Stanley Stores

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Stanley Stores Inc. was a family-owned regional grocery store chain in the United States, with its headquarters in Bay City, Texas. The chain operated three brands. Stanley Stores was the conventional grocery store brand. The Houston Chronicle said that the brands Price Lo Supermarkets and Foods "4" Less were "modern, warehouse-type food stores with large sales and cut-rate prices."[1] In 1994 Greg Hassel of the Houston Chronicle said that Stanley Stores was one of several" small area outfits" operating stores in the Houston area.[2]

History[edit]

O. B. Stanley established the chain in 1945.[1] The first location, a drive-in grocery in Bay City, Texas,[3] was the 880-square-foot (82 m2) Stanley's Superette.[1] Originally O. B. Stanley served as the president of Stanley Stores. Fred C. Stanley became the president of Stanley Stores in 1962.[4] At its peak the chain operated 33 stores.[3]

In 1988 Stanley Stores had 30 locations in Texas and Louisiana. At that period the stores ranged in size between 20,000 square feet (1,900 m2) and 46,000 square feet (4,300 m2). During that year, it opened two new stores in Houston, including one 30,655 square feet (2,847.9 m2) location and one 29,730-square-foot (2,762 m2) location. O. B. Stanley, in regards to the changes in size, said "We've gotten a little bigger since then. Our operations have changed with the times."[1]

Around January 1994 Stanley Stores acquired the Lake Jackson Appletree Markets location after the chain sold many of its locations.[2] In December 1994 Stanley Stores filed for Chapter 11 reorganization in a federal bankruptcy court in Houston.[5] It owed Grocers Supply Inc. $14 million. At the time it had 29 stores in Texas and Louisiana and 1,400 employees.[6] By February 1995 seven stores had closed.[7] In November 1995 Stanley Stores reached an agreement to get out of bankruptcy protection. At that time it had 15 stores and 750 employees.[6] In Fred Stanley, then still serving as president of the chain, died on Monday, July 12, 1999 from cancer.[8]

The chain made several donations to the Bay City Museum.[9]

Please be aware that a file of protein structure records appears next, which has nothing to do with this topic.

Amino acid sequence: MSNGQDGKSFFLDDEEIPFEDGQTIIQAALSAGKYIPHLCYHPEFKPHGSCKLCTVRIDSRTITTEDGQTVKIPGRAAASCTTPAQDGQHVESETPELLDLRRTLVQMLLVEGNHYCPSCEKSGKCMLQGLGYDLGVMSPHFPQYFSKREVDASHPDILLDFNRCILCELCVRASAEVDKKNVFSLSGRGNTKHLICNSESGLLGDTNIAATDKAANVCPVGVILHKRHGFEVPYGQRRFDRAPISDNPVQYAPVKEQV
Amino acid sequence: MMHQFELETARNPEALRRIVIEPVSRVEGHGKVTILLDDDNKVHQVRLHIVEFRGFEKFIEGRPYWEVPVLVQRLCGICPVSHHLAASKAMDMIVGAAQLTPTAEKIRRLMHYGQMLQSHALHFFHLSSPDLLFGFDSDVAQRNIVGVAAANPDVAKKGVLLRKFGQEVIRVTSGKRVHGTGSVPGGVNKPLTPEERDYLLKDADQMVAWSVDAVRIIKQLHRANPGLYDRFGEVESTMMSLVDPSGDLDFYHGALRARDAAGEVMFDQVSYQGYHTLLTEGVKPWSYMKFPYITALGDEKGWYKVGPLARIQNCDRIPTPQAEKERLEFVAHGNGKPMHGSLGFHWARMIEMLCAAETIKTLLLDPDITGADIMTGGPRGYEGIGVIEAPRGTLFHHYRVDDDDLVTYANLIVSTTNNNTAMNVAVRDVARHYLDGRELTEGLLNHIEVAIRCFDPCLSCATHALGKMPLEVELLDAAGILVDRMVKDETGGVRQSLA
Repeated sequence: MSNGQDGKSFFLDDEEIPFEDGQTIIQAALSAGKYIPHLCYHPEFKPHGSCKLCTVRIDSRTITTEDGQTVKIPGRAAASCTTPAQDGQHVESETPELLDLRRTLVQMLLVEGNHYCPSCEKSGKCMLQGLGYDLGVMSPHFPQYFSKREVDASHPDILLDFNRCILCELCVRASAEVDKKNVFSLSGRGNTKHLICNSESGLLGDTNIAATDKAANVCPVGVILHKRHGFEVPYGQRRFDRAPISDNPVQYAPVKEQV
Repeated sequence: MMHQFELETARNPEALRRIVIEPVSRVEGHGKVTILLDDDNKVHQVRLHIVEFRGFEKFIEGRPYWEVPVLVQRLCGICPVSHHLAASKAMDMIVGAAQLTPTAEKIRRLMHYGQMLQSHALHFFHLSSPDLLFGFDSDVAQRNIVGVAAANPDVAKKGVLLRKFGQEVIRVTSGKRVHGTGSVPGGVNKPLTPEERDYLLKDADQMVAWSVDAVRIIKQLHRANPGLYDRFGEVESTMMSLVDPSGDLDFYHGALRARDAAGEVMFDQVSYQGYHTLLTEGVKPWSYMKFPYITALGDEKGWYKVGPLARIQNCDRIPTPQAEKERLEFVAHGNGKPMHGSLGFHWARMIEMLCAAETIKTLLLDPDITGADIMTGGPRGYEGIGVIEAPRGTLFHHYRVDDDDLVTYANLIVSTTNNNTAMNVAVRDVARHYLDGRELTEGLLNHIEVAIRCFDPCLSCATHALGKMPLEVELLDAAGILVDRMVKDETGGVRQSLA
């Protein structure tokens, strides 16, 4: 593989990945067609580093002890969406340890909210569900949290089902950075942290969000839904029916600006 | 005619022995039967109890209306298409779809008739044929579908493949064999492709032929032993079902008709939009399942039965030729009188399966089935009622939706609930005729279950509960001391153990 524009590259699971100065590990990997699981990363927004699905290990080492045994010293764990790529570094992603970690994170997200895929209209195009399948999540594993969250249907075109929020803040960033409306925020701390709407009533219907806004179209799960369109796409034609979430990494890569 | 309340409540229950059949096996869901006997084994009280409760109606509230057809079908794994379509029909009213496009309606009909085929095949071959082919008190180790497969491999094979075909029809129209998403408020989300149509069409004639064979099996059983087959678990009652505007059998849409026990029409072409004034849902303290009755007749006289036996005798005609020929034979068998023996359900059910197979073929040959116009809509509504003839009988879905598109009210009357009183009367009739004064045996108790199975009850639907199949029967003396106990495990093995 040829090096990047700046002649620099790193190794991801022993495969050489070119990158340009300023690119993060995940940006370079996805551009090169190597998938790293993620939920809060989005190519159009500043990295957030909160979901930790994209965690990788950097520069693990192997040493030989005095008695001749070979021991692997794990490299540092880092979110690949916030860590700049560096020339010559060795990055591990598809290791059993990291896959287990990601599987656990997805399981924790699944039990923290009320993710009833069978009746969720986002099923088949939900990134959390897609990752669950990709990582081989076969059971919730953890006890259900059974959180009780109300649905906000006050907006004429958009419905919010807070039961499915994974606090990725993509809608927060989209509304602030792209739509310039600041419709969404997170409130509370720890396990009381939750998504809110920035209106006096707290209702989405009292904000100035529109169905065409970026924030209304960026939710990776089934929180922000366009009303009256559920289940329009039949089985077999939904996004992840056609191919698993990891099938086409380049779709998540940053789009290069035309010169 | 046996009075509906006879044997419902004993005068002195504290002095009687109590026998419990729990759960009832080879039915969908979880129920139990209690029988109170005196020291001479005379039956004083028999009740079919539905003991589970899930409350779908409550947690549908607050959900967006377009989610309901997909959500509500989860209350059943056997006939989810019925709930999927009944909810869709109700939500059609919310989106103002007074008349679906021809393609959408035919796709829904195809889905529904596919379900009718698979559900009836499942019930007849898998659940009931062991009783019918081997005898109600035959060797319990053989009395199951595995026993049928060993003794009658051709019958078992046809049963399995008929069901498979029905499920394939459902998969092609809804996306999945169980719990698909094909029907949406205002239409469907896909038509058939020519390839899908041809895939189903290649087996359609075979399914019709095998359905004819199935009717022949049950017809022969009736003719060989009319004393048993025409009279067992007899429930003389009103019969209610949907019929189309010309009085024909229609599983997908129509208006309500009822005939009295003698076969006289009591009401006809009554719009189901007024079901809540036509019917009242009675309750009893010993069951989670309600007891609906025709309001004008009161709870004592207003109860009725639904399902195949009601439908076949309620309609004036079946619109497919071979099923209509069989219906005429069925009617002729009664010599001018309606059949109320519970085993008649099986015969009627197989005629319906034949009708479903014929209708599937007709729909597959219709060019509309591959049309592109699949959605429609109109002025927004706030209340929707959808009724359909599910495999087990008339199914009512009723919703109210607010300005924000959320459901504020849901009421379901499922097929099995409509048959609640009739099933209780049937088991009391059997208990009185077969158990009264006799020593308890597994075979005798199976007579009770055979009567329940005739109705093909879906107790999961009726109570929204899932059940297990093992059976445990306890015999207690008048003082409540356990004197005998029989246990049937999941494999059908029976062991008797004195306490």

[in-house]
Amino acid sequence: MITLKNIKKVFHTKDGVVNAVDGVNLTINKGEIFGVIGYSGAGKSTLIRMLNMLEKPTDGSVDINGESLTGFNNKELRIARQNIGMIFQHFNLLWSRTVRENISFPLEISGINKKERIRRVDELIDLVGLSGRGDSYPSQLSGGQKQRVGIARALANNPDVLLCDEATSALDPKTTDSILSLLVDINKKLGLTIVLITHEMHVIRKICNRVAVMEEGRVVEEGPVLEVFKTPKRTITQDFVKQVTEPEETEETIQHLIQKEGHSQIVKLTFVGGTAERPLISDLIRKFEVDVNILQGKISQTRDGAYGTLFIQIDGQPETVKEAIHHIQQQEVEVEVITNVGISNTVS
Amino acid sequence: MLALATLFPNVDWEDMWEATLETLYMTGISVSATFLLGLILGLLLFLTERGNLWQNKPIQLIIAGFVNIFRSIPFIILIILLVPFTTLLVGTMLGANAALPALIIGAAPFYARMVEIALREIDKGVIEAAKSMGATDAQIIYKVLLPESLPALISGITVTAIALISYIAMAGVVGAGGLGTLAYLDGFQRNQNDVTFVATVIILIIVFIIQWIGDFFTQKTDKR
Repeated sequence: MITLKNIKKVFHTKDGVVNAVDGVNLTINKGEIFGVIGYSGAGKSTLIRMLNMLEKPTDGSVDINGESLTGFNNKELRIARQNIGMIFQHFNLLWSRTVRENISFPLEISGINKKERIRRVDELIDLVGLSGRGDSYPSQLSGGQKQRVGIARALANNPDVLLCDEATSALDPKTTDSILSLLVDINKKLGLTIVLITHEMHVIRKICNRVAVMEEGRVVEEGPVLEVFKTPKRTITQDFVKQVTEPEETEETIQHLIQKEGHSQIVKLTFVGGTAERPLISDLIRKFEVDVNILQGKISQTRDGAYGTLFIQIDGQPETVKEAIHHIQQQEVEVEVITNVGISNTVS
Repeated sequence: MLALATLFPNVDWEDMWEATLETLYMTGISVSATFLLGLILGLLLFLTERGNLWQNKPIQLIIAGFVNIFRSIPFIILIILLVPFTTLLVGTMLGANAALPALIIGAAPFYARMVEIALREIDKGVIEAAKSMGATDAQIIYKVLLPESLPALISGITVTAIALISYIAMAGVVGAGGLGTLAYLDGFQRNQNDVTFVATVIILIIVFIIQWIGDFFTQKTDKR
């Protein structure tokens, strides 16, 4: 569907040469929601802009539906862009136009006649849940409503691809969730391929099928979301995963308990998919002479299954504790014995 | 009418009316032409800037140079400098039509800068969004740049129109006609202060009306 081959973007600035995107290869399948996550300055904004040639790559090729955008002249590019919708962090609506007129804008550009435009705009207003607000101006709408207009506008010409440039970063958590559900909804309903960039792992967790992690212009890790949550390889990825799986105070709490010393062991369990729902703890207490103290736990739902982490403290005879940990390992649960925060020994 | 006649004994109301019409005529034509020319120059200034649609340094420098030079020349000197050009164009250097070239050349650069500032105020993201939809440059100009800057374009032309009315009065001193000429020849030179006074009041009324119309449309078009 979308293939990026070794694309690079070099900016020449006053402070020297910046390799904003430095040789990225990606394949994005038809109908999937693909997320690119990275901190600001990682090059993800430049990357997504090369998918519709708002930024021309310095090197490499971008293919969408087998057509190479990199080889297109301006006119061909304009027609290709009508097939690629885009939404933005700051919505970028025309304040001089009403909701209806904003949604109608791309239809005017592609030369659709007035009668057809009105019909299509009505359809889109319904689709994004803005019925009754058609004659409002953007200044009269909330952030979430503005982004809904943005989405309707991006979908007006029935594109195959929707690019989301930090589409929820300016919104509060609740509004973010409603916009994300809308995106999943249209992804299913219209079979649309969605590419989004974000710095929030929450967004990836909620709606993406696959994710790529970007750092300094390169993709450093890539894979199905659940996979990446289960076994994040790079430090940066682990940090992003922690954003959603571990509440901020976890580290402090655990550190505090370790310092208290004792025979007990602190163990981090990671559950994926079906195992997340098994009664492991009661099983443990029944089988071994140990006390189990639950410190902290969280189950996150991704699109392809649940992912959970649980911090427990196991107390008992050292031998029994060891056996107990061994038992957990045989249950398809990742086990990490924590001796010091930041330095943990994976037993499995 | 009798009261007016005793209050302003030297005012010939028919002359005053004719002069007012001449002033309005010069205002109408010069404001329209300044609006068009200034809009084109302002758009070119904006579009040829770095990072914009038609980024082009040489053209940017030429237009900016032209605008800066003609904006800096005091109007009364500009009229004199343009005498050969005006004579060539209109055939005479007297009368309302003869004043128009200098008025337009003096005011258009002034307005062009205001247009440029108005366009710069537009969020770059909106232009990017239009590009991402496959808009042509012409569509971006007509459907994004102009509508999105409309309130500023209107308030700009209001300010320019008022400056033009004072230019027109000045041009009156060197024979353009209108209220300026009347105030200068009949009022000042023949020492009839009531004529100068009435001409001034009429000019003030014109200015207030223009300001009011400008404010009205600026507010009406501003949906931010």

References[edit]

  1. ^ a b c d Staff. "Price-Lo Supermarkets opens two new stores in Houston." Houston Chronicle. Sunday July 24, 1988. Business 6. Retrieved on November 20, 2011.
  2. ^ a b Hassel, Greg. "AppleTree to hand over most stores this week." Houston Chronicle. Tuesday January 4, 1994. Business 1. Retrieved on December 1, 2011.
  3. ^ a b "O.B. Stanley." (Obituaries) The Victoria Advocate. Saturday April 19, 2008. B3. Retrieved from Google News (6 of 23) on November 21, 2011.
  4. ^ Willey, Scott Reese. "Grocer remembered fondly for his service." The Victoria Advocate. July 15, 1999. 1E. Retrieved on November 21, 2011. "A life-long resident of Bay City, Stanley succeeded his father, OB Stanley, as president of Stanley Stores Inc. in 1962 after graduating from Texas[...]"
  5. ^ Workman, Jay. "Stanley Stores declares Chapter 11 bankruptcy." The Victoria Advocate. Friday December 23, 1994. 5B. Retrieved from Google News (9 of 21) on November 21, 2011.
  6. ^ a b Workman, Jay. "Stanley reaches deal to get out of bankruptcy." The Victoria Advocate. Wednesday November 15, 1995. 5B. Retrieved from Google News (8 of 19) on November 21, 2011.
  7. ^ Advocate Staff. "Stanley Stores Inc. striving to save jobs, attorney says." The Victoria Advocate. Thursday February 9, 1995. 2C. Retrieved from Google News (12 of 21) on November 21, 2011.
  8. ^ "No Headline." The Victoria Advocate. July 15, 1999. 8E. Retrieved on November 21, 2011. "After receiving his business degree from Texas Christian University, he was president of Stanley Stores from 1962 until his death."
  9. ^ Willey, Scott Reese. "Grocer remembered fondly for his service." The Victoria Advocate. July 15, 1999. 1E. Retrieved on November 21, 2011. "Stanley Stores also made considerable donations to the Bay City Museum"